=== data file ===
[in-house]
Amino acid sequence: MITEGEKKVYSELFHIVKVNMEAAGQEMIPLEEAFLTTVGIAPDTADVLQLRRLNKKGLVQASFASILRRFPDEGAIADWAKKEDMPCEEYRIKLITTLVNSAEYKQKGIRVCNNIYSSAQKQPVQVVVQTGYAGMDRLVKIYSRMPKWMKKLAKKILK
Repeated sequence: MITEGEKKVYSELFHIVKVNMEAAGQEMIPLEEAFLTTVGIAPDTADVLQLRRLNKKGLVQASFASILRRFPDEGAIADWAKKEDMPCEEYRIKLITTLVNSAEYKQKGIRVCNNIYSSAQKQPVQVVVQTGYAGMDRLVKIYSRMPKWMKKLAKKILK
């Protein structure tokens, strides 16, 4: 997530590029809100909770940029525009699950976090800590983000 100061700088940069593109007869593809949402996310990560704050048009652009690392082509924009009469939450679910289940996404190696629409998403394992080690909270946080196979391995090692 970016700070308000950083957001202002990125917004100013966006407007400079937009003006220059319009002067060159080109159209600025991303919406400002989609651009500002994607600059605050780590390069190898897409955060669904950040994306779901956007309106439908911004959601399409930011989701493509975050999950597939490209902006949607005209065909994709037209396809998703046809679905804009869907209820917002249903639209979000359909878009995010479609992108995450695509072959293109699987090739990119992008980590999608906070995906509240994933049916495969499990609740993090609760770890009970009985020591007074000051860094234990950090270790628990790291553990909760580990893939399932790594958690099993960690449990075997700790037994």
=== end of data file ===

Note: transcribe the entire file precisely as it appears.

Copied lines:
[in-house]
Amino acid sequence: MITEGEKKVYSELFHIVKVNMEAAGQEMIPLEEAFLTTVGIAPDTADVLQLRRLNKKGLVQASFASILRRFPDEGAIADWAKKEDMPCEEYRIKLITTLVNSAEYKQKGIRVCNNIYSSAQKQPVQVVVQTGYAGMDRLVKIYSRMPKWMKKLAKKILK
Repeated sequence: MITEGEKKVYSELFHIVKVNMEAAGQEMIPLEEAFLTTVGIAPDTADVLQLRRLNKKGLVQASFASILRRFPDEGAIADWAKKEDMPCEEYRIKLITTLVNSAEYKQKGIRVCNNIYSSAQKQPVQVVVQTGYAGMDRLVKIYSRMPKWMKKLAKKILK
């Protein structure tokens, strides 16, 4: 997530590029809100909770940029525009699950976090800590983000 100061700088940069593109007869593809949402996310990560704050048009652009690392082509924009009469939450679910289940996404190696629409998403394992080690909270946080196979391995090692 970016700070308000950083957001202002990125917004100013966006407007400079937009003006220059319009002067060159080109159209600025991303919406400002989609651009500002994607600059605050780590390069190898897409955060669904950040994306779901956007309106439908911004959601399409930011989701493509975050999950597939490209902006949607005209065909994709037209396809998703046809679905804009869907209820917002249903639209979000359909878009995010479609992108995450695509072959293109699987090739990119992008980590999608906070995906509240994933049916495969499990609740993090609760770890009970009985020591007074000051860094234990950090270790628990790291553990909760580990893939399932790594958690099993960690449990075997700790037994």